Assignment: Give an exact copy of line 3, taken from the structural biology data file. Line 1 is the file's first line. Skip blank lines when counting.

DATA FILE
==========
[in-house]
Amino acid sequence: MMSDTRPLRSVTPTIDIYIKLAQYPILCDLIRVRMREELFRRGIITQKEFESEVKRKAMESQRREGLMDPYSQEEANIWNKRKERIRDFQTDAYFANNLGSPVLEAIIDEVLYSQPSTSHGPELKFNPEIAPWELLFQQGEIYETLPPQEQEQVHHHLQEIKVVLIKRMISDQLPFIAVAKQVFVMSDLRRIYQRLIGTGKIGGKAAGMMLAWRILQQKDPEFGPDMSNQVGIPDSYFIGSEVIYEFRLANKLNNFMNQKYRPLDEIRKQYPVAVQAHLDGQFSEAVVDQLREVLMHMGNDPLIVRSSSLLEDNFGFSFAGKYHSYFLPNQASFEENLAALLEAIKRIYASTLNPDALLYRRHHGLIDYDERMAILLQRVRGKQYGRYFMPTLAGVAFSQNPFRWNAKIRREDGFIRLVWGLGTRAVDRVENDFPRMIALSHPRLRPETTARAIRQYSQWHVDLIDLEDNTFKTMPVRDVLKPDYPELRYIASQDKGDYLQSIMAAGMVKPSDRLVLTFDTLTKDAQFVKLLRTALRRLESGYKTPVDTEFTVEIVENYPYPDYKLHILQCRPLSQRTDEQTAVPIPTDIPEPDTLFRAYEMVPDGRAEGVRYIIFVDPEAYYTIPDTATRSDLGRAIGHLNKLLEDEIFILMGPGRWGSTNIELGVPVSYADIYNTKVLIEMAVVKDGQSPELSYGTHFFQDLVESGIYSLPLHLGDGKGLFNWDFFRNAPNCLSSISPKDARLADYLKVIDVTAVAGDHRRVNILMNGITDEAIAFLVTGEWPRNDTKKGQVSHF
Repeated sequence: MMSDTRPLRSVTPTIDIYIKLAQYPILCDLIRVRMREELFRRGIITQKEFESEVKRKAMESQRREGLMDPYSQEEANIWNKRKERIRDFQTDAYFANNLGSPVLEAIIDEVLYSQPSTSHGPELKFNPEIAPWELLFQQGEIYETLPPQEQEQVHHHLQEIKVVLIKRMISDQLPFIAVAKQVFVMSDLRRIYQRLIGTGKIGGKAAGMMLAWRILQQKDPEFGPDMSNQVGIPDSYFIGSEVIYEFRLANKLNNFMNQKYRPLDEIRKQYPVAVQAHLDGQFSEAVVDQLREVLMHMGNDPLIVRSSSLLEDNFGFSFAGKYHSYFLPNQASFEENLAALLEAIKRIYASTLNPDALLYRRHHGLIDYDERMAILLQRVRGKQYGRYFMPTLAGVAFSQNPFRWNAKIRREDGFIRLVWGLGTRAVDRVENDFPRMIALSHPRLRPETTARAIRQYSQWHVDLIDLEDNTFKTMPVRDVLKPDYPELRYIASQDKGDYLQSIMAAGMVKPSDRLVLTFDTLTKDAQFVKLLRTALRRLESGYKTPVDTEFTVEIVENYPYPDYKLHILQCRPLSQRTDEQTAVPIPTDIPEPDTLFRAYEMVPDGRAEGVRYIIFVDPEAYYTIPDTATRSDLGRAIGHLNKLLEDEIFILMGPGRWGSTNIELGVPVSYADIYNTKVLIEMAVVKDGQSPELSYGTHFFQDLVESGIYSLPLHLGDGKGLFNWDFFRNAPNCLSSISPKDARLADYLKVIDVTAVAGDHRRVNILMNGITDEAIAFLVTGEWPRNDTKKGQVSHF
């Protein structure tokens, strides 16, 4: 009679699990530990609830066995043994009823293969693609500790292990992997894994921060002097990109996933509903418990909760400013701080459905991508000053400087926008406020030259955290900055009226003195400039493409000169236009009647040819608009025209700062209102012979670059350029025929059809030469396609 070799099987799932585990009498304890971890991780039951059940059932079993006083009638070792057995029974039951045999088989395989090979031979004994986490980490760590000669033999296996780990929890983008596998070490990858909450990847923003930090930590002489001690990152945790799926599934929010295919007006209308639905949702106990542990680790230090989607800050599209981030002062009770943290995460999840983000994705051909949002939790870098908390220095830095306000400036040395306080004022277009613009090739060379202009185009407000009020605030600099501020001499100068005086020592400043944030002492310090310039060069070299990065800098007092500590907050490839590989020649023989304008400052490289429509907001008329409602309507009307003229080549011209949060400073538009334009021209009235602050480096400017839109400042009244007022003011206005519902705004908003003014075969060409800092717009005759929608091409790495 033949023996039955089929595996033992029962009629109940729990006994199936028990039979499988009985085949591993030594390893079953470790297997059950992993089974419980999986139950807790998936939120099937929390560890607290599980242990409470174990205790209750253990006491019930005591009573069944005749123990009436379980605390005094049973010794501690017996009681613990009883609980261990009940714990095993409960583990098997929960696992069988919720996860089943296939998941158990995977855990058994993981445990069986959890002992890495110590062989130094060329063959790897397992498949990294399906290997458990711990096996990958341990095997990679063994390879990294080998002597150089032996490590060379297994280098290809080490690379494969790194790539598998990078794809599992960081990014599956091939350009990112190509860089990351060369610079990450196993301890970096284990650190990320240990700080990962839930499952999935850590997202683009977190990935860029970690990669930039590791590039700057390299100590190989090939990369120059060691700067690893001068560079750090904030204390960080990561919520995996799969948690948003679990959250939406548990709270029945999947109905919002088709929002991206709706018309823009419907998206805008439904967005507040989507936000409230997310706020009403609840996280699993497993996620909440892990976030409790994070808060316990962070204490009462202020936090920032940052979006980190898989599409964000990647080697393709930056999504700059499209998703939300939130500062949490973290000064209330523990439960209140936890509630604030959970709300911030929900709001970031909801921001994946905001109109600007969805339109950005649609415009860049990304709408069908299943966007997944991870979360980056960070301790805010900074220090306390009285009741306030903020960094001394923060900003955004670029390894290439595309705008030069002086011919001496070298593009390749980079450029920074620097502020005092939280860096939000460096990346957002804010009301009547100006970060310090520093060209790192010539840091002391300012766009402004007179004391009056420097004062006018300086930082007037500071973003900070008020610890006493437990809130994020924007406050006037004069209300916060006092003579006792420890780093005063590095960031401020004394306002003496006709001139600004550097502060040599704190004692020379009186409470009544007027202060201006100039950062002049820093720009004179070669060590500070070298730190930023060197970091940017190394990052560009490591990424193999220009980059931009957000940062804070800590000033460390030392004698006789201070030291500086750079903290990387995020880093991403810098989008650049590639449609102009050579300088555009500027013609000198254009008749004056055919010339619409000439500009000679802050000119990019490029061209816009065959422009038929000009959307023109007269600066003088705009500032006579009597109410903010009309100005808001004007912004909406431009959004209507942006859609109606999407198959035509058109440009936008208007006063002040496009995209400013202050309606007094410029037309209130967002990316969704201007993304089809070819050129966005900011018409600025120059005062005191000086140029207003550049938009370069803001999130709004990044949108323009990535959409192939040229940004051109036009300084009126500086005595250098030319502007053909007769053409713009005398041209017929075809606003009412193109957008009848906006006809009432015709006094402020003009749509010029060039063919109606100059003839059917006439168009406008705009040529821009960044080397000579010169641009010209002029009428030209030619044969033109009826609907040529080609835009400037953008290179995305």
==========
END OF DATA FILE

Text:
Repeated sequence: MMSDTRPLRSVTPTIDIYIKLAQYPILCDLIRVRMREELFRRGIITQKEFESEVKRKAMESQRREGLMDPYSQEEANIWNKRKERIRDFQTDAYFANNLGSPVLEAIIDEVLYSQPSTSHGPELKFNPEIAPWELLFQQGEIYETLPPQEQEQVHHHLQEIKVVLIKRMISDQLPFIAVAKQVFVMSDLRRIYQRLIGTGKIGGKAAGMMLAWRILQQKDPEFGPDMSNQVGIPDSYFIGSEVIYEFRLANKLNNFMNQKYRPLDEIRKQYPVAVQAHLDGQFSEAVVDQLREVLMHMGNDPLIVRSSSLLEDNFGFSFAGKYHSYFLPNQASFEENLAALLEAIKRIYASTLNPDALLYRRHHGLIDYDERMAILLQRVRGKQYGRYFMPTLAGVAFSQNPFRWNAKIRREDGFIRLVWGLGTRAVDRVENDFPRMIALSHPRLRPETTARAIRQYSQWHVDLIDLEDNTFKTMPVRDVLKPDYPELRYIASQDKGDYLQSIMAAGMVKPSDRLVLTFDTLTKDAQFVKLLRTALRRLESGYKTPVDTEFTVEIVENYPYPDYKLHILQCRPLSQRTDEQTAVPIPTDIPEPDTLFRAYEMVPDGRAEGVRYIIFVDPEAYYTIPDTATRSDLGRAIGHLNKLLEDEIFILMGPGRWGSTNIELGVPVSYADIYNTKVLIEMAVVKDGQSPELSYGTHFFQDLVESGIYSLPLHLGDGKGLFNWDFFRNAPNCLSSISPKDARLADYLKVIDVTAVAGDHRRVNILMNGITDEAIAFLVTGEWPRNDTKKGQVSHF